Magaluf: Parts of resort may be closed, Spanish authorities warn

Parts of the Spanish resort of Magaluf on the island of Mallorca may be closed down after crowds of young tourists were caught on video running amok without wearing masks or respecting social distancing, authorities said.

Magaluf: Parts of resort may be closed, Spanish authorities warn

Footage of rowdy British and German tourists at the weekend went viral on social media, sparking anger from Spaniards who feared the holidaymakers may spread coronavirus. 

Lawyers for the Balearic Islands government, which governs Mallorca where Magaluf is located, are studying ways to close down the street and bars around Punta Ballena in Platja de Palma. 

The measure would reassure countries like Britain and Germany, whose tourists form the largest groups by nationality to come to the resort, that Magaluf is a safe destination, reported Diario de Mallorca newspaper.

It will form a package of tougher measures, which are due to be unveiled on Tuesday by the regional government, to stamp out loutish behaviour. 

“Of course we want tourists to come, but not carry out these excesses,” said Nati Francés, the deputy mayor of Calvià, which includes Magaluf.

“We want tourists who enjoy nightlife, yes, but we do not want an alcohol theme park.”

The measures may also apply to Sant Antoni de Portmany in Ibiza.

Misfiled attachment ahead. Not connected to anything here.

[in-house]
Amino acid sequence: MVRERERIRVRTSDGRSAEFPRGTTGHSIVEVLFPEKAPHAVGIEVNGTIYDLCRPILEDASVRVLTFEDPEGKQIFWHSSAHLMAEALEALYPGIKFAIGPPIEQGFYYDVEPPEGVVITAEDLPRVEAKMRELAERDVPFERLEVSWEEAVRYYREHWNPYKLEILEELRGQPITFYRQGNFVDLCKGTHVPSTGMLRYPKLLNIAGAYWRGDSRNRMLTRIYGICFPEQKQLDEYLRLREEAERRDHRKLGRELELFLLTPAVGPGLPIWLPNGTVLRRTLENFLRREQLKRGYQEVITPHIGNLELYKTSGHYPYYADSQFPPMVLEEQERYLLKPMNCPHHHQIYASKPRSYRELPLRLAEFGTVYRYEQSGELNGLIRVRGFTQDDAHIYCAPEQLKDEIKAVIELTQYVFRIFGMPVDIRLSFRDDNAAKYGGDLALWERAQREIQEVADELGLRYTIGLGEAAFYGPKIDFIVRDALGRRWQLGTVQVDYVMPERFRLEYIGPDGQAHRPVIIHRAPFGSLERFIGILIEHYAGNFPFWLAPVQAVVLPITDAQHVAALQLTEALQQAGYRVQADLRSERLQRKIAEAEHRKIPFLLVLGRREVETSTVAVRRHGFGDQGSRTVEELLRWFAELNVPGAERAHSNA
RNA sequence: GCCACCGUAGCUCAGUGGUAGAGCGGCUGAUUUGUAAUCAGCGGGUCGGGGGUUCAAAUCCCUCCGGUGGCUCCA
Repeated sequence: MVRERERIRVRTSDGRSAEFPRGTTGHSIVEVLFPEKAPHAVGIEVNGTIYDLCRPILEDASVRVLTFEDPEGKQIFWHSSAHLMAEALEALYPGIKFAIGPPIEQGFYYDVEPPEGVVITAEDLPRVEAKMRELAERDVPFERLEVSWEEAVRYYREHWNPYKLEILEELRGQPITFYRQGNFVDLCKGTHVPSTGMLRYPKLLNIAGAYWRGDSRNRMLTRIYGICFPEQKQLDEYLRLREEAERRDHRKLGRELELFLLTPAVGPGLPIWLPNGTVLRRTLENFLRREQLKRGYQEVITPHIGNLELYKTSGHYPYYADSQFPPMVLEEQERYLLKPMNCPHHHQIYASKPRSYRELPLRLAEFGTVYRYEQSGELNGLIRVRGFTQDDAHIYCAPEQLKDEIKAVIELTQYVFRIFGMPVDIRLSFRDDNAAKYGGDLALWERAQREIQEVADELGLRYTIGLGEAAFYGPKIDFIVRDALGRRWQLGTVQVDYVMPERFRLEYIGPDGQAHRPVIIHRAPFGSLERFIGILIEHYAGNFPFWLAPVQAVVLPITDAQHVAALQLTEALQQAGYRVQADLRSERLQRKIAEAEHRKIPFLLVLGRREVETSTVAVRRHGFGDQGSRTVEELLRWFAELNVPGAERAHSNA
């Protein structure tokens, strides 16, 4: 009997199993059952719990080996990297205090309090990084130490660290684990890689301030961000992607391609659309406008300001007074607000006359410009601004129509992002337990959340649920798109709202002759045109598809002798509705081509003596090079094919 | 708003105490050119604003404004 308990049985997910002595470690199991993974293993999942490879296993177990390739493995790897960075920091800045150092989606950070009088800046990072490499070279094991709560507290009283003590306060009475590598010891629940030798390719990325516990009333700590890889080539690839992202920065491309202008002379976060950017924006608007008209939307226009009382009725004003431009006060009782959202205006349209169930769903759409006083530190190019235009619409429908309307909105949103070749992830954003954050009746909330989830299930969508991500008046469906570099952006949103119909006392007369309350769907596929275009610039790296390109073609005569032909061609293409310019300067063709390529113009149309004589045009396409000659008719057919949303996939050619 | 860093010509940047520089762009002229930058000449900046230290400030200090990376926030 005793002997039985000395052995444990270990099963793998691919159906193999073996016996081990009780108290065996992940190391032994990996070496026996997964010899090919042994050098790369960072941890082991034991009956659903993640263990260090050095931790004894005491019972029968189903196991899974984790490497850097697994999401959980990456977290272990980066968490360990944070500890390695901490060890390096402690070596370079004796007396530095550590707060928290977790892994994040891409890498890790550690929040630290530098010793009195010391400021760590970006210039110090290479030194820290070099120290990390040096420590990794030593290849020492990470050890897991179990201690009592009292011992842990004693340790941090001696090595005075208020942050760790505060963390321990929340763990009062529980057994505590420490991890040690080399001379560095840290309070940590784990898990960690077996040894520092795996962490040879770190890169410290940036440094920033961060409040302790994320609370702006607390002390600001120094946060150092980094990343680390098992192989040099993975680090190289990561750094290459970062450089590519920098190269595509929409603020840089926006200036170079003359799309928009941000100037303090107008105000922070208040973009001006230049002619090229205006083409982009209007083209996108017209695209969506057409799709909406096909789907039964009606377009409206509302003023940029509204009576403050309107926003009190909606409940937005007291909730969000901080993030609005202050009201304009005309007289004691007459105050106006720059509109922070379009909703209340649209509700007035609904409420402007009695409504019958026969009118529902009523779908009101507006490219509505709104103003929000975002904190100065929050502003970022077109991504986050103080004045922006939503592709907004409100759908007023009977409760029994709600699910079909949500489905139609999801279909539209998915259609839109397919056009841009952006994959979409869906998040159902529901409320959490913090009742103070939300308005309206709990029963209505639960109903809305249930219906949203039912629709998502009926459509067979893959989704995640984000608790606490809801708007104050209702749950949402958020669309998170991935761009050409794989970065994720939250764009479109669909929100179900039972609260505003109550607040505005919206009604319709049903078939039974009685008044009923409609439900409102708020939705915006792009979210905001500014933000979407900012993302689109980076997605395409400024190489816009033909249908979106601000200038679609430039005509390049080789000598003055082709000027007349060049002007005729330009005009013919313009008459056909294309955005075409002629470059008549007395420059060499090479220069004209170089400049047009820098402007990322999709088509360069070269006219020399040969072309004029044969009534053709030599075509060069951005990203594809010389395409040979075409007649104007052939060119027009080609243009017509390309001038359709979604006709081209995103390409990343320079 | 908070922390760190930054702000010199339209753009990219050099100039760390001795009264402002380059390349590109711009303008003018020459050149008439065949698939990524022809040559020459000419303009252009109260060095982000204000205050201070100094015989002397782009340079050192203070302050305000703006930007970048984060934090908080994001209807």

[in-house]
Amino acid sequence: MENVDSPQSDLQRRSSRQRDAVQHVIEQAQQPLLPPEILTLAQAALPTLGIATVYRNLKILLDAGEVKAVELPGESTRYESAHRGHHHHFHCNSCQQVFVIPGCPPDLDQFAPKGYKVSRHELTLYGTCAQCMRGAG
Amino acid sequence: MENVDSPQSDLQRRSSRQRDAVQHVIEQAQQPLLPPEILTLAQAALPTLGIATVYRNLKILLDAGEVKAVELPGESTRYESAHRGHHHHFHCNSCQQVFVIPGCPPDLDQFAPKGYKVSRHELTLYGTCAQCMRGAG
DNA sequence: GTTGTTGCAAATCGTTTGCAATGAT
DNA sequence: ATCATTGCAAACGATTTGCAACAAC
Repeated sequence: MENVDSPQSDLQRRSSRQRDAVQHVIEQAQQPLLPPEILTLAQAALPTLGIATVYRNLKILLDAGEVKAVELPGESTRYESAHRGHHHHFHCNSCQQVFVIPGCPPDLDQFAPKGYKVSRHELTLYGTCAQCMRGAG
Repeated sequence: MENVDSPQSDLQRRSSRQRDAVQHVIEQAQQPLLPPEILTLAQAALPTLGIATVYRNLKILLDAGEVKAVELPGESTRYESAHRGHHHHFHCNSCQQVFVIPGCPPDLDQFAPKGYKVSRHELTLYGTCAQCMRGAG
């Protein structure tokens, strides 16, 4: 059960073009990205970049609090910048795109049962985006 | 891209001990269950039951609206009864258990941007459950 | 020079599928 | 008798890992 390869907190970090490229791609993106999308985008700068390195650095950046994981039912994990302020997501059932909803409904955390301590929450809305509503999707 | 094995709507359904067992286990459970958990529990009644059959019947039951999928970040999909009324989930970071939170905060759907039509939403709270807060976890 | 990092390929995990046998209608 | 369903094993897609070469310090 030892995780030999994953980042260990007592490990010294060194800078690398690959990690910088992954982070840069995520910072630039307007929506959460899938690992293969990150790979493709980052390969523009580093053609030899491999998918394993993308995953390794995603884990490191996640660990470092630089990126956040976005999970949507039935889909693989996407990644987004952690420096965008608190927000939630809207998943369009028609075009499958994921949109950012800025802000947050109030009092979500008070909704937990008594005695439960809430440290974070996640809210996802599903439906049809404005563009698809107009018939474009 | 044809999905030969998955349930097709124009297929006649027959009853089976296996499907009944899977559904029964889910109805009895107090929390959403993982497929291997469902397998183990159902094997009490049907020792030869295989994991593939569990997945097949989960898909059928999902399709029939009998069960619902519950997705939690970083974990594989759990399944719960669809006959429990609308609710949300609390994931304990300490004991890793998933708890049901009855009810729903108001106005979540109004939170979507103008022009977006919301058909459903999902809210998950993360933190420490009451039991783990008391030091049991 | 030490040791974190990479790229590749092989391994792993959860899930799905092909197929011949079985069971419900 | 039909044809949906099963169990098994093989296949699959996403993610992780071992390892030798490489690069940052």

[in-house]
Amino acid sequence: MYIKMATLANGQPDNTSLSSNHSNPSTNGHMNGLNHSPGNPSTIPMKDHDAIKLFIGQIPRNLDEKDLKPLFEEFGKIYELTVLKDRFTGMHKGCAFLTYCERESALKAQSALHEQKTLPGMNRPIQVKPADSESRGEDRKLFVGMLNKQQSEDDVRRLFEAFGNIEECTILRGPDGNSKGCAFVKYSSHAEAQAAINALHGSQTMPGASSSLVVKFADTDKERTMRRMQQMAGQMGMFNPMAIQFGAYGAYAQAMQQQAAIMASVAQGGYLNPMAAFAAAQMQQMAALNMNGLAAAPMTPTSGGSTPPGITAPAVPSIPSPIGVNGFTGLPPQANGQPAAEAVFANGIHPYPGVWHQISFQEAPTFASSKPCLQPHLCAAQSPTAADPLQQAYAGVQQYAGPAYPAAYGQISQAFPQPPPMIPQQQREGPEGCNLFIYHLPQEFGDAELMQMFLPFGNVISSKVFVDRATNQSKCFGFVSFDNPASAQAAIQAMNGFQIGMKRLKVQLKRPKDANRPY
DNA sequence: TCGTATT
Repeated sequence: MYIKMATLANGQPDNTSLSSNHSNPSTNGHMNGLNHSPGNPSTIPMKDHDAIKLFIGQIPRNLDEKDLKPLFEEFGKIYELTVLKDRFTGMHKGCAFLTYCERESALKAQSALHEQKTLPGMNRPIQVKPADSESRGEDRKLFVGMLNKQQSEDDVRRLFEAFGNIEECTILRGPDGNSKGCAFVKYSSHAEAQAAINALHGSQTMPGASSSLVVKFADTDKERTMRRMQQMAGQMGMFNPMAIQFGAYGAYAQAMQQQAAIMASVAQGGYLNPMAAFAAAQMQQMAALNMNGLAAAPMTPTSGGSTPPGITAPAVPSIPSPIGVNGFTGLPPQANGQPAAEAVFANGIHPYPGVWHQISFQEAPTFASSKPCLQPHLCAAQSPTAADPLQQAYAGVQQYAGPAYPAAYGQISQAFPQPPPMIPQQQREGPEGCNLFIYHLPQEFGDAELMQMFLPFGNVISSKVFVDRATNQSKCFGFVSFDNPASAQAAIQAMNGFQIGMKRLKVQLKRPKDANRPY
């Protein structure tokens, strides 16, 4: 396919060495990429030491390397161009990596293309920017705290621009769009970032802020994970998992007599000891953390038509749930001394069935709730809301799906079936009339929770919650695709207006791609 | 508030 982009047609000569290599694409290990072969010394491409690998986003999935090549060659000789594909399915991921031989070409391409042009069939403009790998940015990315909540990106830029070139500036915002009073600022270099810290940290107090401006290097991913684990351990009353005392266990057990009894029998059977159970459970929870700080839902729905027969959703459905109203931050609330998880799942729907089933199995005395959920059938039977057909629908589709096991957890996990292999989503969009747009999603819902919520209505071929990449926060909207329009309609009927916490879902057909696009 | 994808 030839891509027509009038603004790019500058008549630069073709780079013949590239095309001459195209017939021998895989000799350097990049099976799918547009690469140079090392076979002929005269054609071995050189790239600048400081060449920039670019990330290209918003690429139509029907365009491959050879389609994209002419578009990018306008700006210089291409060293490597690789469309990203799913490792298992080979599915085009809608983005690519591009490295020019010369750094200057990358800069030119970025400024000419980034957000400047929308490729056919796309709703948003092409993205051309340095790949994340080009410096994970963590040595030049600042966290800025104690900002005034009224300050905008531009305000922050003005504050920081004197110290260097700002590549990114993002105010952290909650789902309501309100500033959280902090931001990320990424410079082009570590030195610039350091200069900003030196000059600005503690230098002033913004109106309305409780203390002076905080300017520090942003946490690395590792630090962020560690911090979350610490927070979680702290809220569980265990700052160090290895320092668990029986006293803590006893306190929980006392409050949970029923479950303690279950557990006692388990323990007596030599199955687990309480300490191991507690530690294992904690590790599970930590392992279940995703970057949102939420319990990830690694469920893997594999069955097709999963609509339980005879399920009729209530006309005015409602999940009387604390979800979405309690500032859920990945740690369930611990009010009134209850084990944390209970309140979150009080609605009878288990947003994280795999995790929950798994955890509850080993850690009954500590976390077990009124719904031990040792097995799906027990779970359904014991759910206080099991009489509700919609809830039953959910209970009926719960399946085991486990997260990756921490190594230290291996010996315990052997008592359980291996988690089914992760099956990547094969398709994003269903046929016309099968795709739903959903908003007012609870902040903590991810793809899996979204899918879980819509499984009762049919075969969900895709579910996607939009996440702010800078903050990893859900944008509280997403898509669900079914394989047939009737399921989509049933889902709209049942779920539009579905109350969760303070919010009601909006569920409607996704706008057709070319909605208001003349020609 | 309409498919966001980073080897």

Face masks are compulsory in the Balearic Islands in all public or private places, including bars and restaurants and can only be removed whilst eating and drinking. Anyone flouting the law faces a fine of €100.

Wearing a mask will not be necessary at the beach, at swimming pools, when playing sports or playing a wind instrument.

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Two Americans die scaling sea cliffs in Spain

Two American men have plunged to their deaths while scaling sea cliffs on Spain's holiday island of Mallorca, police said on Wednesday.

Two Americans die scaling sea cliffs in Spain
Two men die scaling sea cliffs in Mallorca. Photo: cocoparisienne / Pixabay

The bodies of the pair – aged 25 and 35 – were found on Monday floating in the water near the Cueva de es Cossi in the east of the Mediterranean island, a spokeswoman for the Guardia Civil police said.

They had been practising deep-water soloing, a form of rock climbing without ropes that relies solely on the presence of water at the base of a climb to protect against injury from falls.

“It appears that there was a rockslide and they fell,” the spokeswoman said.

Emergency services rushed to the scene after being alerted by swimmers in the area who spotted the badly bruised bodies of the two men floating in the water, she added.

Spain’s maritime rescue service recovered their remains, which were taken to the nearby port of Portocolom.

The area has long been popular for deep water soloing, also known as psicobloc.

While the sport is usually practised on sea cliffs at high tide, it can also be done on climbs above reservoirs and rivers.